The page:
Supreme Court’s Latest Fourth Amendment Case Clarifies Exigent Circumstances Doctrine
By John Grimm
The Supreme Court recently clarified the limits of law enforcement’s ability to enter a fleeing suspect’s home without a warrant in Lange v. California. While the Fourth Amendment generally requires police to get a search warrant before coming into a house, they can make a warrantless entry under certain exigent circumstances. Lange presented the question whether the pursuit of a fleeing misdemeanor suspect is categorically an exigent circumstance. The Court held that it is not—exigency must be assessed on a case-by-case basis, and a suspect’s flight is only one circumstance that officers should weigh in making that assessment.
The Lange holding is narrow. First, it is limited to seizures of misdemeanor suspects because, unlike felonies, misdemeanors can range in severity from violent assaults to very minor infractions. Second, the Court did not hold that the Fourth Amendment prohibits police from entering a fleeing misdemeanor suspect’s home without a warrant, only that it does not categorically allow them to. And as Justice Kavanaugh pointed out in a concurring opinion, in practice, cases of fleeing misdemeanor suspects will almost always include a recognized exigent circumstance. Finally, the Court did not upset the rule that pursuing a fleeing felon is itself an exigent circumstance that permits warrantless entry into a house.
Chief Justice Roberts, joined by Justice Alito, concurred in the judgment, but it is not clear why, because his opinion reads very much like a dissent, and it is difficult to discern any area of agreement with the majority. He argued that hot pursuit has always been considered an exigent circumstance that justifies a warrantless home entry, and that the Court had never held that an officer’s ability to apprehend a fleeing suspect depends on what crime is eventually charged.
In addition to its substantive holding, Lange is interesting for its illustration of the role history continues to play in the Justices’ Fourth Amendment jurisprudence. While the majority grounded its analysis first and foremost in current precedent and a general reasonableness analysis, it included a separate discussion to demonstrate that “[t]he common law in place at the Constitution’s founding leads to the same conclusion.” Chief Justice Roberts also includes a discussion of founding-era common law, to argue that “[c]ountless sources support the proposition that officers could and did pursue into homes those who had committed all sorts of offenses that the Court seems to deem ‘minor.’” These kinds of historical debates have become nearly de rigueur in search and seizure cases, as the Court regularly remarks that the Fourth Amendment responded to specific colonial concerns about police practices. Nevertheless, such excursions into the historical record often lead to a draw, with both sides of an argument finding evidence to support their position.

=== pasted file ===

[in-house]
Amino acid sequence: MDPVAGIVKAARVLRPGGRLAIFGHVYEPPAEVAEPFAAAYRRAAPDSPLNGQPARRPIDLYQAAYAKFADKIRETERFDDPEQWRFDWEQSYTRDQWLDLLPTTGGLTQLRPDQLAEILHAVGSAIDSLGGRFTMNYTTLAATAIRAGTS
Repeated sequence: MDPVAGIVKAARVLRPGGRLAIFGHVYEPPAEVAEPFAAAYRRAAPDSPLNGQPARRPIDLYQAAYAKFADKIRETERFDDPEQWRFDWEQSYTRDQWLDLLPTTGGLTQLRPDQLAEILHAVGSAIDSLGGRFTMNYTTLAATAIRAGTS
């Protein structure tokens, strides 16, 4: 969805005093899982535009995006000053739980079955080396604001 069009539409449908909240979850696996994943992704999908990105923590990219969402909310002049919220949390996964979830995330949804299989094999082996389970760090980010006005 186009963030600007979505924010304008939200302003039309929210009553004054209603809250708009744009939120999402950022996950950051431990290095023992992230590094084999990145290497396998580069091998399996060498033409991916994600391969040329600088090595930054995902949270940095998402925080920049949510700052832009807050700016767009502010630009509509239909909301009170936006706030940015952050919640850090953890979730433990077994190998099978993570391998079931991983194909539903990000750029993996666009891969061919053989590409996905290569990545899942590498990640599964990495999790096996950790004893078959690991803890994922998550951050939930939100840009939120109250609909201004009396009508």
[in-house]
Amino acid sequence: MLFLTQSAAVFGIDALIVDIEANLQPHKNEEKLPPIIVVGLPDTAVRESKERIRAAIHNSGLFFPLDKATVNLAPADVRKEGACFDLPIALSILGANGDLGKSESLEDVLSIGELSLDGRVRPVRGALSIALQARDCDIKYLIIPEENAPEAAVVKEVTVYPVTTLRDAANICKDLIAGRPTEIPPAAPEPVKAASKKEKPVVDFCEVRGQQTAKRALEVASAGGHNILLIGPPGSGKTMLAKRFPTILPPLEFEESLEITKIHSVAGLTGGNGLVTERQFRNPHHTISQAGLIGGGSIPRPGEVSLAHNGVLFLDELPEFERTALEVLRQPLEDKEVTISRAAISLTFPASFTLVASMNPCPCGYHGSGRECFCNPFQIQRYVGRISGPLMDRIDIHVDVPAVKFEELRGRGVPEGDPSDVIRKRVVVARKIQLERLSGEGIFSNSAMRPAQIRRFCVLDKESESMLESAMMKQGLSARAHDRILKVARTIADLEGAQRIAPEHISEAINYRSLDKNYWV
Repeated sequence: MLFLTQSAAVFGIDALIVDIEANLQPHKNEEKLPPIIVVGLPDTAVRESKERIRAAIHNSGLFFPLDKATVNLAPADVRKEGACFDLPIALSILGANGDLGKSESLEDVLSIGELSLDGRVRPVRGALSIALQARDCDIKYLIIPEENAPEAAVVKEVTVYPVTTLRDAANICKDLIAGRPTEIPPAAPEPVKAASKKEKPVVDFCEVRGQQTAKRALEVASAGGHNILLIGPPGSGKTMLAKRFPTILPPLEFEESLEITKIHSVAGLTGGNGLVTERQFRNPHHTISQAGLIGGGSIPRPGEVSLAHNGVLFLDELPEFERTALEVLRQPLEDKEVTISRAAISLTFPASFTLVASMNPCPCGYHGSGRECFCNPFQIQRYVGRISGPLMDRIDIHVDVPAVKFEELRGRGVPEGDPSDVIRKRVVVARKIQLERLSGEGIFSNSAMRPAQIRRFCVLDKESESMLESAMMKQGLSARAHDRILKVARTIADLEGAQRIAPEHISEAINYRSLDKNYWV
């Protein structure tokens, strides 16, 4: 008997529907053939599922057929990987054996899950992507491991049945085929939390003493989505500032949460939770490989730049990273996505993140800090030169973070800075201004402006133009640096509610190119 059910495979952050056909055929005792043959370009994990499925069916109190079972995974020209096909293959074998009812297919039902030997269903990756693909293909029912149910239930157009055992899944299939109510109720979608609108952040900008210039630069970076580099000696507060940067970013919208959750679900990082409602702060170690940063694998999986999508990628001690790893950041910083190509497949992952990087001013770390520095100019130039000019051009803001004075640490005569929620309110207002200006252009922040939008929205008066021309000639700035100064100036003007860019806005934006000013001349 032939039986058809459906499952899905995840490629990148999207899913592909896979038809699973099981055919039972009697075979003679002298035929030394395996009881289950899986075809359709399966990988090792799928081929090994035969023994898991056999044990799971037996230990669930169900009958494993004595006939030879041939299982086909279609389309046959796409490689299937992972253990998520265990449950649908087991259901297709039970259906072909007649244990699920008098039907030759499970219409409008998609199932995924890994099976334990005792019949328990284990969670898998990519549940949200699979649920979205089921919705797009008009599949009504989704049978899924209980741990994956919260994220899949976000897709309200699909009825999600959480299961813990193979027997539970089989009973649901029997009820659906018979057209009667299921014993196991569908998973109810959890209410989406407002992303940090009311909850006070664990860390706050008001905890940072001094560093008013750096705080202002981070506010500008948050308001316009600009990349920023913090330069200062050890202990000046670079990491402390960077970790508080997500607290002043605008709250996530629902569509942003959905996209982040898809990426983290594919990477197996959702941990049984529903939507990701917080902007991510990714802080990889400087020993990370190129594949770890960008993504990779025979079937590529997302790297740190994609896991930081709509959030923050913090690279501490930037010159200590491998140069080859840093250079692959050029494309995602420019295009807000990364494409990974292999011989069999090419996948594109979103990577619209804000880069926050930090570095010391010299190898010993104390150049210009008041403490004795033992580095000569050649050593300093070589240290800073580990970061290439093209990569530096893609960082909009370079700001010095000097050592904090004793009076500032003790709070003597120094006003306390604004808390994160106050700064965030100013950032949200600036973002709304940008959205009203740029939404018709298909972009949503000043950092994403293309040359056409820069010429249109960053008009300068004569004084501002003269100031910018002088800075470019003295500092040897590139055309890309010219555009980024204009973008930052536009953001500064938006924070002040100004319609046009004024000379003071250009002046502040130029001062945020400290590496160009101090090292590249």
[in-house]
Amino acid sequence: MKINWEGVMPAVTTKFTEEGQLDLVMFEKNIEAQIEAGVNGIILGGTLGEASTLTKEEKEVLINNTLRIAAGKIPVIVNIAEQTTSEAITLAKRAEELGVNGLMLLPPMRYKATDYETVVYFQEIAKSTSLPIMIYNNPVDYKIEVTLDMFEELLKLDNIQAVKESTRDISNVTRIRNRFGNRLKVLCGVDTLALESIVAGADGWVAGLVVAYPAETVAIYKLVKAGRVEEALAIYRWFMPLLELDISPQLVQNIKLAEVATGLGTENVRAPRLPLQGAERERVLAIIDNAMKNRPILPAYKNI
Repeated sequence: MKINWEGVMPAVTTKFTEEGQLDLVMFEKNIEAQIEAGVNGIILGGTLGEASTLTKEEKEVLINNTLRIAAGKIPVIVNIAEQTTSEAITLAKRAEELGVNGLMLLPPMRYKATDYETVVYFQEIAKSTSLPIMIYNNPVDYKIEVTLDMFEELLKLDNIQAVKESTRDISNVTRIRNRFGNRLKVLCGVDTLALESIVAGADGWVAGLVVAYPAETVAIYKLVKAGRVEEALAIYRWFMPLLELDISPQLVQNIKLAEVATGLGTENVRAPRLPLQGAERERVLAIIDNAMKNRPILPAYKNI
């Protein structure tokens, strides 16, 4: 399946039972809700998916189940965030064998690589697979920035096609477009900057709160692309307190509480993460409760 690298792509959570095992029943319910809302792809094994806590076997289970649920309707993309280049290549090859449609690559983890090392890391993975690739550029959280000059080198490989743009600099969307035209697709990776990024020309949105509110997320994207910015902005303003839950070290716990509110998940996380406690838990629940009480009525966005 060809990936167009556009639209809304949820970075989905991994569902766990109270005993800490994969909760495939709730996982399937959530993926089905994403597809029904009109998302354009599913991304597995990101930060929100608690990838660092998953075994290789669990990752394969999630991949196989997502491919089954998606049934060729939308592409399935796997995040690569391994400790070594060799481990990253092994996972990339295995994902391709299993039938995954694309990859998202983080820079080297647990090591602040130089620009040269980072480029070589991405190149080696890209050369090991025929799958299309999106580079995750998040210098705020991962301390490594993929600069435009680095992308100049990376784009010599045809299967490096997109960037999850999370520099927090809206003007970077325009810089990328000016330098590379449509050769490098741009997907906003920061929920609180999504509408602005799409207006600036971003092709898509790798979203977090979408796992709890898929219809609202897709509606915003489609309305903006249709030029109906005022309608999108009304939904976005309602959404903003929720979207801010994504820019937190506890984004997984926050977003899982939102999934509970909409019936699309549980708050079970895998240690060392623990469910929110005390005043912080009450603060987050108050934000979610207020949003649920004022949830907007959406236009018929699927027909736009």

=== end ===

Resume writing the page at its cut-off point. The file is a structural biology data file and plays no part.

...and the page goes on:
A final noteworthy aspect of Lange is that California chose not to defend its earlier position, so the Court appointed an amicus to defend the decision below. The use of Court-appointed amici to argue a position that no party is advocating is a relatively mysterious phenomenon that occurs roughly once per term, although there are no formal rules governing the process. One interesting question raised by this practice is whether an Article III case or controversy even exists once the respondent abandons its position. In Lange, California actually indicated in its opposition to Lange’s petition for certiorari that, if the Court took the case, it would not defend a categorical exigent-circumstances rule. Thus, even before the Court took the case, it was clear that the central issue was no longer in dispute between the parties. Nevertheless, there remained an important question for the Court to answer, because lower courts were divided over the correct standard to apply. And since California urged a remand to determine whether the exclusionary rule should apply even if the search was illegal, the case is not moot even if the parties agree on the correct Fourth Amendment standard.
 For example, police can come into a house without a warrant in an emergency to help to an injured occupant or to prevent someone from being injured, protect officer safety, or prevent the destruction of evidence.
 He also joined the majority opinion.
 The majority did not reach a conclusion about the actual search at issue, it simply clarified the standard that the California appellate court should apply on remand. Since the Court’s holding solely concerned the applicable standard, and since Chief Justice Roberts felt that the standard announced was incorrect, it is unclear what aspect of the judgment he concurs with, and it is puzzling that his concurrence was not actually a dissent.
 See Katherine Shaw, Friends of the Court; Evaluating the Supreme Court’s Amicus Invitations, 101 Cornell L. Rev. 1533 (2016).